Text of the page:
ED is a symptom and not a disease (despite what the drug companies might want to have you believe) and the first step in regaining one's sexual health should is trying to identify and modify the underlying cause of ED. The causes of ED are not all fully understood and involve a complex interplay between hormones (chemical messengers in your body), existing health conditions, medications, dietary habits, weight and behavioral factors (like stress). This week I discuss some steps you can take to significantly decrease your chances of developing ED and to potentially improve ED symptoms. As always, if symptoms persist, you should see your healthcare provider.
Stop Smoking and if you drink alcohol, drink in moderation. If you needed yet another reason to quit smoking, here it is. Smoking and the chemicals and irritation produced by it are damaging to almost all of the tissues in your body leading to higher rates of many cancers, heart disease and smoking DOUBLES the risk of developing ED. Similarly, excessive drinking (more than an average of 2 servings of alcohol per day) is associated with an increased risk of ED. It can be easier said than done to quit smoking (or drinking) if this has become a habit. However, there are many community resources that stand ready to assist you with this. You healthcare provider can help you.
Commit yourself to living a lifestyle that improves your blood pressure. High blood pressure is a serious health concern in men and rates are even higher in the African-American community with over 40% of African American men having hypertension. Many people have high blood pressure and do not know it. So, if you are suffering from ED, get your blood pressure checked. Regular exercise improves heart health and can lower blood pressure. Studies also show that regular physical activity makes you less likely to develop ED and may improve ED symptoms. In addition, if you have ED, research suggests that regular physical activity may increase the effectiveness of ED drugs. If you have high blood pressure, you likely are taking blood pressure medications. While it is true that a very few blood pressure medications can contribute to ED, this is not a reason to stop your meds. A healthy choice is to really commit yourself to making the types of lifestyle changes that will allow you to regain better control of your blood pressure and may in time reduce your reliance on medication.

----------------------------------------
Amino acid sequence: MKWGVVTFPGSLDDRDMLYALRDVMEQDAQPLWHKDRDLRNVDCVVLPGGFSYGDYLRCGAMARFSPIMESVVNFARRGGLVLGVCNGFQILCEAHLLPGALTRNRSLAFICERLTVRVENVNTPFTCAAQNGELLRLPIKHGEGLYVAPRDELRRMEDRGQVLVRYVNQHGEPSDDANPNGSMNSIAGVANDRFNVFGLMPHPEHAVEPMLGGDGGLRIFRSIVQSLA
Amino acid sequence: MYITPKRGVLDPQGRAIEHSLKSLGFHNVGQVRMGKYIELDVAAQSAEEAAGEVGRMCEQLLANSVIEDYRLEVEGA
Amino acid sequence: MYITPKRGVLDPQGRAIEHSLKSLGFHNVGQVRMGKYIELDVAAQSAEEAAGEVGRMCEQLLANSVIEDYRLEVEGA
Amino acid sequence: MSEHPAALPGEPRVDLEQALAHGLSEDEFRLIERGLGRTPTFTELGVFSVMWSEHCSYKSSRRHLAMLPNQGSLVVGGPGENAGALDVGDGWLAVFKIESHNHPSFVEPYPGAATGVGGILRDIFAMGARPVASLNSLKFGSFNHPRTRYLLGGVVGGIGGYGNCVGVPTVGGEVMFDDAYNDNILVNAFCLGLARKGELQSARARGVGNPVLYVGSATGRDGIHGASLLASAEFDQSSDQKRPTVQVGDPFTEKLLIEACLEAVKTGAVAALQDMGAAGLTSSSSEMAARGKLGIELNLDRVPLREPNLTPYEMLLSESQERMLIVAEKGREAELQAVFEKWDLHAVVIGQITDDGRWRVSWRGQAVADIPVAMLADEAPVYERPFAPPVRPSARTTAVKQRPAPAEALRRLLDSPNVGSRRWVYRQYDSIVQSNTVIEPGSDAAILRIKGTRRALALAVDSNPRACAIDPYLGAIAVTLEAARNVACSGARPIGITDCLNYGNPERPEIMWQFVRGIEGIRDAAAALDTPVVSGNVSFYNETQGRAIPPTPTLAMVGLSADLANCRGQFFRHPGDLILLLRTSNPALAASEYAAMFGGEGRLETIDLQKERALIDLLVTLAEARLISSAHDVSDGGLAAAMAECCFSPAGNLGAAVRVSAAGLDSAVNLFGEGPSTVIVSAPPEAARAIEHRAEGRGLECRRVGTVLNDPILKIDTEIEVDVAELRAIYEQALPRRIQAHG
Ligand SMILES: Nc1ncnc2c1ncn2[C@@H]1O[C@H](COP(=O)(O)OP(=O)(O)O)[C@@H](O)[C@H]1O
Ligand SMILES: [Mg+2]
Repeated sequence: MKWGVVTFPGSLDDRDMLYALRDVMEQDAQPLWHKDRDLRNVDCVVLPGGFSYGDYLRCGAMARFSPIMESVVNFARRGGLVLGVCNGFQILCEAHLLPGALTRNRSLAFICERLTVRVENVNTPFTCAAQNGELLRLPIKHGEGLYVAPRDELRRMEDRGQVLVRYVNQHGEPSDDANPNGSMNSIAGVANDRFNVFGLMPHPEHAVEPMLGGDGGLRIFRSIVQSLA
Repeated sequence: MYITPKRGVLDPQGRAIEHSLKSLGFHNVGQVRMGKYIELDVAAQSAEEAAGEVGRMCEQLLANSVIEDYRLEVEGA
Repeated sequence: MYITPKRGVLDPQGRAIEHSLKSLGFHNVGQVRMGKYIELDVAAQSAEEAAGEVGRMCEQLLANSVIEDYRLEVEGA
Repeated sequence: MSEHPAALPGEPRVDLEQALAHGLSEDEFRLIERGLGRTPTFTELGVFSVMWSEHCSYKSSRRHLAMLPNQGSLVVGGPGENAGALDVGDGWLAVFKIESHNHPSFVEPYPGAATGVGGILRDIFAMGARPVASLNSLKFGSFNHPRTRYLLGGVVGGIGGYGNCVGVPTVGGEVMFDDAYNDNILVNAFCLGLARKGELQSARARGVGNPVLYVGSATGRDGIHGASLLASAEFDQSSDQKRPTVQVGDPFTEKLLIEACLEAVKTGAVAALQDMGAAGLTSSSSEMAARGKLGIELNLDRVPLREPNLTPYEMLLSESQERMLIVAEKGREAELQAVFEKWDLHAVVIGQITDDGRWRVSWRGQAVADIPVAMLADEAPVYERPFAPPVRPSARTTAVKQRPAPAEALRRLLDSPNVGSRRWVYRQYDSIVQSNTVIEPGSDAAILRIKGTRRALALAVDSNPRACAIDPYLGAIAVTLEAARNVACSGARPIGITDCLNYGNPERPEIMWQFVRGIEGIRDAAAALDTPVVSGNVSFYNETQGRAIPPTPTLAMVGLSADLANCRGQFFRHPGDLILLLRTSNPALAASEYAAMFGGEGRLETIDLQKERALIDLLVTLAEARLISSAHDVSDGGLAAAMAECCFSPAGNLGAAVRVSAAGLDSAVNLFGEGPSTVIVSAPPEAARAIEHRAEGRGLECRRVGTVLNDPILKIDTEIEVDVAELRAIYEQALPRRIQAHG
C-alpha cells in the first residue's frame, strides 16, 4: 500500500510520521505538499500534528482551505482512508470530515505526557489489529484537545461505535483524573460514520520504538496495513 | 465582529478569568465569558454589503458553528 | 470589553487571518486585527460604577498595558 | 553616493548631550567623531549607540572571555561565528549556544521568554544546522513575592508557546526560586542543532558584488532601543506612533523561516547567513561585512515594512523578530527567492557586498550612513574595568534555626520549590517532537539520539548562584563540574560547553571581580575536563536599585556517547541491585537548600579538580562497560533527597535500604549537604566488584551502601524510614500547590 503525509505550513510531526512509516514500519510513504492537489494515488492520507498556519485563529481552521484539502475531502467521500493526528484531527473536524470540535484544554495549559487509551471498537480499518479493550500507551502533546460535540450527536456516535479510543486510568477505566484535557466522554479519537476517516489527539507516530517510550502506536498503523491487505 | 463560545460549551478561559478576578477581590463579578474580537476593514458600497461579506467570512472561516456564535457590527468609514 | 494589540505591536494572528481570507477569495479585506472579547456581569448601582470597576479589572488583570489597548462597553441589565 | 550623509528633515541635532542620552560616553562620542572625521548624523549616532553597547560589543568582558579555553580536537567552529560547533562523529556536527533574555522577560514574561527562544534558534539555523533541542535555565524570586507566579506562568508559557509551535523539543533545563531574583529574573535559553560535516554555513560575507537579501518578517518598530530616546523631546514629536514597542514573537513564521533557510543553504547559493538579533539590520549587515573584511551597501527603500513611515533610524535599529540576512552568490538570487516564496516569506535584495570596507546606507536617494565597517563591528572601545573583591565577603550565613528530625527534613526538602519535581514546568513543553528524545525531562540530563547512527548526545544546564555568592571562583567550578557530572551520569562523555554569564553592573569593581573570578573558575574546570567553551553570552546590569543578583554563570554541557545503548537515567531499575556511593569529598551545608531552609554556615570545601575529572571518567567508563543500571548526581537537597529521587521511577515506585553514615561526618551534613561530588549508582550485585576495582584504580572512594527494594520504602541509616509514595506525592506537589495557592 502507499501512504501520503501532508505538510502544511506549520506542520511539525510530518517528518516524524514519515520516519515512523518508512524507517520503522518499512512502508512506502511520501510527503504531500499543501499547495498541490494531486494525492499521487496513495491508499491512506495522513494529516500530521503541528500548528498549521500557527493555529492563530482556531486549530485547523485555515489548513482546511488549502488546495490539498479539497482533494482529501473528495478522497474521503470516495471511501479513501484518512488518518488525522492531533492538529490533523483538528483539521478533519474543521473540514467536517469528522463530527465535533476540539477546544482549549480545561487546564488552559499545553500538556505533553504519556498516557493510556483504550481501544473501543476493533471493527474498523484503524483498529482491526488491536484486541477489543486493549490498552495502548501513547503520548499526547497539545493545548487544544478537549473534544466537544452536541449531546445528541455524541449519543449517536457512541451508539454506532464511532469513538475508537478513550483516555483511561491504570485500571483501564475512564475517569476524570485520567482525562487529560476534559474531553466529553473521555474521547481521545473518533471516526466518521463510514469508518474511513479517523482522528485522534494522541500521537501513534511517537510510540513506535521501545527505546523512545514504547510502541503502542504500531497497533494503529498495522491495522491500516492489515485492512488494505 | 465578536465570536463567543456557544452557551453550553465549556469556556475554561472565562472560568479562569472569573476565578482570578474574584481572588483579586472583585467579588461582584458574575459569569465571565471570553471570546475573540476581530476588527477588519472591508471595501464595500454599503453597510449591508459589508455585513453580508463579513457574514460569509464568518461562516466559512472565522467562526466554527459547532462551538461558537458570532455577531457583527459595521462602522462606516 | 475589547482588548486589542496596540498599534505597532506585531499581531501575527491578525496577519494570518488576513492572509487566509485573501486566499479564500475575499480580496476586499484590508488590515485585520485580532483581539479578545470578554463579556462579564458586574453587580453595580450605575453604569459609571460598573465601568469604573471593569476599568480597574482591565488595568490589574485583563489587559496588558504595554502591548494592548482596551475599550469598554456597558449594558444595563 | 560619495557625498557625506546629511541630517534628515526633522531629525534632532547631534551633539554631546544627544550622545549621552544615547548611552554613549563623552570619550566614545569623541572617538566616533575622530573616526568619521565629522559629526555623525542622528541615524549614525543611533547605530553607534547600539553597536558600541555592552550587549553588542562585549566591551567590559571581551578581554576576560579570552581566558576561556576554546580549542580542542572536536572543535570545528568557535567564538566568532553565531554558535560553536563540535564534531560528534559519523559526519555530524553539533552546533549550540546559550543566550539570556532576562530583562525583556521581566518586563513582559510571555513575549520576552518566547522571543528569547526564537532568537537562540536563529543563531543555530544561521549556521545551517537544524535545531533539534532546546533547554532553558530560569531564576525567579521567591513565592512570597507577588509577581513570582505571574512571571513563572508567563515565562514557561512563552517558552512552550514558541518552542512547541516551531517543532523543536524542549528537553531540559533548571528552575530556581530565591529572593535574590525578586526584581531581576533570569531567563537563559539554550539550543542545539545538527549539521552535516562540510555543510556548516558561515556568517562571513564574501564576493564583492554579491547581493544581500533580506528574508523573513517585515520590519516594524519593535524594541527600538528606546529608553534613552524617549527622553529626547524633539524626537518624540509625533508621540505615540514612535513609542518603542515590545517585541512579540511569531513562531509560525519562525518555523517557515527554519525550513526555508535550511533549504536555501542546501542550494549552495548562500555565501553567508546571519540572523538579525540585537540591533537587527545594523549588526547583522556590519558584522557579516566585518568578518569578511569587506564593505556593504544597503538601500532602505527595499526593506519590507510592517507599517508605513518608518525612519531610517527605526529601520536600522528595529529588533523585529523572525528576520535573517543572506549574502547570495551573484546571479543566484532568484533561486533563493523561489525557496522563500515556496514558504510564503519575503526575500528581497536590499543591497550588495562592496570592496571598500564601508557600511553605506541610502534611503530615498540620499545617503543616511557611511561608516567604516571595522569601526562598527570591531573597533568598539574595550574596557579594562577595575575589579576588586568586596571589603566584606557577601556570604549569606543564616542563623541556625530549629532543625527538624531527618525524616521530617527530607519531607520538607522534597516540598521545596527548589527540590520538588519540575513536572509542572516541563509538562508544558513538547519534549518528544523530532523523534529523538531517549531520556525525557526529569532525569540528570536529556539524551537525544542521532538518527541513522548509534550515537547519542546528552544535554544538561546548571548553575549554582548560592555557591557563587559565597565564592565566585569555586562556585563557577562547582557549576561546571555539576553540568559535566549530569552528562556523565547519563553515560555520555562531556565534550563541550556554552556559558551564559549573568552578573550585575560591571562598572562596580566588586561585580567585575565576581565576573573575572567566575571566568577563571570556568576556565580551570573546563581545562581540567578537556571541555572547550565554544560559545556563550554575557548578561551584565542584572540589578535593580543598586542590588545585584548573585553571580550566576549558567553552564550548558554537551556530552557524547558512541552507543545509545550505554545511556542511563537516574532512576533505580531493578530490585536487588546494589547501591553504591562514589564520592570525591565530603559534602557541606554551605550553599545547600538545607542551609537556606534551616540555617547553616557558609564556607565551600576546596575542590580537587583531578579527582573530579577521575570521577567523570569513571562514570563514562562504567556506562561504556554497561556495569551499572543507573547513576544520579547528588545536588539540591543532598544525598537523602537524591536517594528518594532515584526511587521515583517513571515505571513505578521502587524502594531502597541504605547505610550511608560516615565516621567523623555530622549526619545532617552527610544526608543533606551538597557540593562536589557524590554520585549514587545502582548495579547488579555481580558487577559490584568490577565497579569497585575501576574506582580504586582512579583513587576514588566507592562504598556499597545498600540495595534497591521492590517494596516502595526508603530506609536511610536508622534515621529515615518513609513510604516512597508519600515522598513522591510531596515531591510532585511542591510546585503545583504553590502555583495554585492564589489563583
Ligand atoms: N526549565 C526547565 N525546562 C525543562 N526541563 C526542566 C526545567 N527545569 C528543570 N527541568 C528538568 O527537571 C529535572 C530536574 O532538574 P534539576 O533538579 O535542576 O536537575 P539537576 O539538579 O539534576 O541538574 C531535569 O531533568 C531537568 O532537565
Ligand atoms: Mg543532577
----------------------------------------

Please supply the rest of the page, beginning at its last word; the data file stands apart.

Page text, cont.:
Make healthful eating choices and work on losing the fat
Overweight and obesity are reaching epidemic proportions in our country and our community. There is growing recognition that the dangers of being overweight are not just related to the extra pounds that individuals carry around, but that carrying extra fat (especially around the middle) can set up a complex cascade of events that cause irritation and inflammation in the tissues that may be a common pathway leading to many chronic diseases from eczema and arthritis, diabetes, heart disease and ED. Eating a Mediterranean style diet (a diet high in vegetables, fruits, healthy fats like olive oil and nuts, and limited meat etc.) has been shown to reduce inflammation, improve heart health and blood sugars, assist in weight loss and is associated with improvements in ED. (see my website for resources on Mediterranean diet) The effects may be even better if combined with regular exercise.
Keep the lines of communication open -find ways to manage your stress and communicate openly with your partner
Stress can impact sexual health and contribute to ED. It is important to develop and maintain open communication with your partner and find ways to discuss feelings in a constructive way. If you are finding this difficult to do, see your healthcare provider and they can assist you with identifying resources.
Individual health is community health
ED is a complex issue that often has a combination of underlying reasons that can be both physical and emotional. Applying the above strategies will not only assist in improving your overall health, but may also improve ED symptoms. Sexual health is part of overall health and individual health and the health of our communities are intertwined. As we prioritize our health and make individual choices to improve our health and function and our relationships, then communities in which we live also benefit.
Dr. Winbush is a family physician practicing at NorthPoint Health and Wellness Center. She has a strong interest in wellness and patient education to help individuals feel empowered to optimize their health and functioning. For more information, to leave suggestions for future articles and for additional resources as mentioned in the article visit www.functionwellmedicine.com.
The information contained herein should not be used as a substitute for the advice of an appropriately qualified and licensed physician or other health care provider. The information provided here is for educational and informational purposes only. In no way should it be considered as offering medical advice. Please check with a healthcare provider if you suspect you are ill.